Alex Willmer - CloudABI: Capability based security on Linux/Unix [EuroPython 2016] [19 July 2016] [Bilbao, Euskadi, Spain] (https://ep2016.europython.eu//conference/talks/capability-based-security-on-unix-with-cloudabi)
Take POSIX, add capability-based security, then remove anything that conflicts. The result is CloudABI, available for BSD, Linux, OSX et al.
A CloudABI process is incapable of any action that has a global impact It can only affect the file descriptors you provide. As a result even unknown binaries can safely be executed - without the need for containers, virtual machines, or other sandboxes.
This talk will introduce CloudABI, how to use it with Python, the benefits, and the trade-offs.
Unlike traditional Unix, if a CloudABI process goes rogue it _cannot_ execute random binaries, or read arbitrary files. This is achieved by removing open() & any other API able to acquire global resources. Instead a CloudABI process must be granted _capabilities_ to specific resources (e.g. directories, files, sockets) in the form of file descriptors. If a process only has a descriptor for /var/www then it's _incapable_ of affecting any file or folder outside that directory.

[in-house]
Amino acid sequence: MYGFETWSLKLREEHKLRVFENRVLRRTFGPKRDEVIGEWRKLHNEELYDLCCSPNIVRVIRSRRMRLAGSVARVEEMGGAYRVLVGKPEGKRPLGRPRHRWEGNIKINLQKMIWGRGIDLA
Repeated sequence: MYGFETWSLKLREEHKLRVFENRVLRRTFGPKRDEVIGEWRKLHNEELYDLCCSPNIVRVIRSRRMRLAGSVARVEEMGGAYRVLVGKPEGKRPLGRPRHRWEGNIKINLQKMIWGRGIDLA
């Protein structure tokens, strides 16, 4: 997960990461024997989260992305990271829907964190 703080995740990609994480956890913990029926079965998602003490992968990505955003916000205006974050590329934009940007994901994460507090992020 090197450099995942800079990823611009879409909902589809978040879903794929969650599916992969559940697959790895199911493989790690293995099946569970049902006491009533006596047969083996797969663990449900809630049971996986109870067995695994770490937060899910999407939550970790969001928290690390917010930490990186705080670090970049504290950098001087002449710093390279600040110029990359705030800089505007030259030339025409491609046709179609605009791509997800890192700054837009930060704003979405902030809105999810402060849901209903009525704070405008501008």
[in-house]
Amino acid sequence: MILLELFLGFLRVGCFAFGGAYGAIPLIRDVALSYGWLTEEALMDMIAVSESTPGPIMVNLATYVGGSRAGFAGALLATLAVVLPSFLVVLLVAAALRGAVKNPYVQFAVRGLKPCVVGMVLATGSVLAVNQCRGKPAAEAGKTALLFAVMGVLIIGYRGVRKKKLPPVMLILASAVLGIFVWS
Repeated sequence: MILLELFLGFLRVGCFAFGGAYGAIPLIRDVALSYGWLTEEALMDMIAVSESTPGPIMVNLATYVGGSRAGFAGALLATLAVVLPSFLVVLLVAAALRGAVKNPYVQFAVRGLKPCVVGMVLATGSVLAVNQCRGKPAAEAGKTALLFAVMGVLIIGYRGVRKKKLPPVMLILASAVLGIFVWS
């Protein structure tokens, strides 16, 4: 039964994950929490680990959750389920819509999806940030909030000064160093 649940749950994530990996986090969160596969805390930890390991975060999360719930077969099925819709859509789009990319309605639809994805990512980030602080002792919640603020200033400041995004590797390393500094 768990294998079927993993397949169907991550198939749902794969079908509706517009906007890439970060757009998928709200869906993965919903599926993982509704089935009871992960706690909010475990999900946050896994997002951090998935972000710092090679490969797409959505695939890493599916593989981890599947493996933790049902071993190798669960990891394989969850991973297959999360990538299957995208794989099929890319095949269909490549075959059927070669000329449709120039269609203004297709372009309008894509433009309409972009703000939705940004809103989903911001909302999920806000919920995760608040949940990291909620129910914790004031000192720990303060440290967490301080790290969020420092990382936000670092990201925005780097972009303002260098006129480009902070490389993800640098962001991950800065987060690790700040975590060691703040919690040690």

This talk will
- Review the security & reusability problems of Linux & Unix processes
- Introduce capability-based security
- Summarize the design of CloudABI - its benefits & trade-offs
- Demonstrate how to write Python software for CloudABI & run it
- Point out the pitfalls & gotchas to be aware of
- Discuss the current & future status of CloudABI
CloudABI began life on FreeBSD. It also runs DragonFly BSD, NetBSD, PC-BSD, Arch Linux, Debian, Ubuntu, & OS X. The API & ABI are kernel agnostic - a CloudABI binary can run on any supported kernel. The design is evolved from Capsicum, a library that allows processes to drop access to undesired syscalls at runtime. CloudABI applies this at build time to make testing & lock- down easier.